Hatching Dreams of Giants: Thailand's Turtle Revival Can Happen if We're Ready

Mailee Osten-Tan

31 Jan 2022

Still endangered, leatherback turtles are nevertheless making a welcome return to nest on Thai shores

[This story first appeared in Koktail issue 1. Photos courtesy of Sumeth Sukapanpotharam and the Friends of the Ocean Foundation.]

From a patch of sunken sand a tiny snout emerges. The baby leatherback turtle pauses, as if waiting to see if the coast is clear—or perhaps to catch its breath. Only a few days old, it has already dug its way up through over two feet of sand.

It is a warm night on a beach in Phang Nga district in the south of Thailand and the turtle has an eager audience. Huddled around the nest brandishing red-light torches, a group of volunteers supported by the Friends of the Ocean Foundation begin animatedly pointing at the hatchling’s nobbly head. Measuring in at a mere 2-3 inches long, this young leatherback is destined to grow to lengths of up to seven feet, and weigh in at over 2,000 pounds.

 The charity’s founder, Sumeth Sukapanpotharam, is a little bleary-eyed but in good spirits. “In Thai they are also known as tao mafuang—carambola or star fruit turtles. You will see the long ridges on their backs,” he explains. “Keep your eye on this one because everything happens so fast. Once they are out, they are gone in no time. After all our long preparations to protect the nest, they run to the sea in a flash.”

He and his team are witnessing the extraordinary because for over two decades, Thailand’s shores have been largely bereft of turtles. Despite their long ancestry—they are in fact “living fossils”, remaining evolutionarily unchanged for more than 100 million years—as few as 2,300 adult females now remain, making the Pacific leatherback the world’s most endangered marine turtle. On average, only one in every thousand leatherback hatchlings survives to adulthood. And humans are largely to blame.

Threats to Leatherback Populations

In 2018, a shocking viral video of a marine biologist removing a 4-inch plastic straw from a sea turtle’s nose helped to sway corporations and consumers alike to stop providing or using plastic straws. In Thailand, the government’s ban on single-use plastic bags at major stores has been an important step in the right direction— but not nearly enough. Dr. Kongkiat Kittiwatanawong of the Phuket Marine Biological Centre estimates that around 30,000 to 40,000 tonnes of plastic waste continues to end up in the country’s oceans each year.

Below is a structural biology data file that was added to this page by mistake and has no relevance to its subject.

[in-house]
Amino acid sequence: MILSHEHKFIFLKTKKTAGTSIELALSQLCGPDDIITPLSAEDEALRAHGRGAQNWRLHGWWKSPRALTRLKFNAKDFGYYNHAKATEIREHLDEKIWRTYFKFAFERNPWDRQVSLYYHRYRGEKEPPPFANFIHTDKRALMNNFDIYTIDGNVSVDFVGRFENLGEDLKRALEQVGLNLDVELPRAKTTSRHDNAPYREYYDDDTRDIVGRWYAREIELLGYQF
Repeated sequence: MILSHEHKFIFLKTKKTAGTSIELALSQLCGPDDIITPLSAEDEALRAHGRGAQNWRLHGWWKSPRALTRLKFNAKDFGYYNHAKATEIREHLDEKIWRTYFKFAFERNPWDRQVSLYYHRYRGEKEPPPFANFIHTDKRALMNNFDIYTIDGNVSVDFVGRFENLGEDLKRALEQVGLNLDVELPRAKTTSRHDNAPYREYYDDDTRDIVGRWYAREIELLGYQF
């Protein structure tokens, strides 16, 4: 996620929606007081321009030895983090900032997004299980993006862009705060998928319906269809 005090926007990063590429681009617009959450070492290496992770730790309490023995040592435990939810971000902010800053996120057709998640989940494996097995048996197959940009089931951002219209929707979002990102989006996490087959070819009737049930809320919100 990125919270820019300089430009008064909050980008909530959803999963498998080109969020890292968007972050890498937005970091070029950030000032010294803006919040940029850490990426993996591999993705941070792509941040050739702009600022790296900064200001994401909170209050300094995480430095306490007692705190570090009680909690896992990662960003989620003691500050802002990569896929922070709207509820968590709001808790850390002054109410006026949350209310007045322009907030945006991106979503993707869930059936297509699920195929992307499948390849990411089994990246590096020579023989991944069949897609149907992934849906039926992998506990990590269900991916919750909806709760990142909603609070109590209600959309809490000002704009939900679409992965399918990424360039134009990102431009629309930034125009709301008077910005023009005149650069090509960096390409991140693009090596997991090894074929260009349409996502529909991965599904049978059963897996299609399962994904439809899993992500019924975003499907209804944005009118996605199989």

Plastic bags floating in the water look similar to the turtles’ favourite food: jellyfish. Hatchlings and juvenile turtles are more likely to consume plastic waste than adults, which can cause internal injuries, malnutrition and suffocation. Only this year a baby sea turtle was found washed up on a Phuket beach, its tiny stomach lined with 158 pieces of plastic, rubber bands and other manmade trash.

But plastic isn’t the only reason for sea turtle decline. Dr. Kongkiat warns, “To make sure that leatherbacks can nest successfully, we must also minimise threats to turtle safety, such as fishing gear and nets that can lead to entanglement, as well as human activity and recreation on the beaches.”

Turtles have particular breeding habits. Beaches must be connected to deep ocean waters and in Thailand there is only 100km of beach that fits this criteria, stretching between Phang Nga and the island of Phuket. Turtles prefer dark, quiet spots to build their nests but have had to face sharing their beaches with Thailand’s booming tourist industry, disturbed by footfall and noise from hotels and restaurants, as well as increased water activity from boats.

If they survive long enough to hatch, the artificial lights of the beachside bars cause confusion as they rely on the light of the moon to guide them towards the ocean, leading them instead towards traffic, dogs and other hungry predators. Despite the threat of 3-15 years in prison or a fine of 300,000 to 1.5 million baht (approx. US$10,000-$50,000), turtle eggs today are still taken by humans to be sold or consumed.

Conservation comes with its challenges

To global surprise, in April 2020, reports surfaced that 11 nests had been discovered in Phang Nga. This bumper year for turtle nests broke international headlines. Officials, businesses, conservationists and locals alike rushed to ensure they were protected, yet despite this encouraging news, the return of the turtles also unearthed some underlying difficulties. While there are foundations and NGOs with mandates to support turtles, their work is reliant on regular funding. Differences in priorities and coordination can make their efforts unsustainable in the long term.

“In Thailand, we don’t really have big turtle conservation organisations or marine foundations at the moment,” says Dr. Thon Thamrongnawasawat, deputy dean at Kasetsart University’s Faculty of Fisheries. “We have a few smaller entities but they don’t work consistently. There is no foundation that is still going strong after 30 or 40 years, for example. Instead, they come and go.”

More topical challenges are also on the horizon. The waning of the country’s tourism industry due to the coronavirus pandemic may have led to more turtles coming ashore. However, experts warn of a troubling misperception that nature has “had a break” from humans and is now on the way to recovery. The truth is leatherbacks had begun reappearing on Thai shores in early 2019, long before lockdowns came into effect.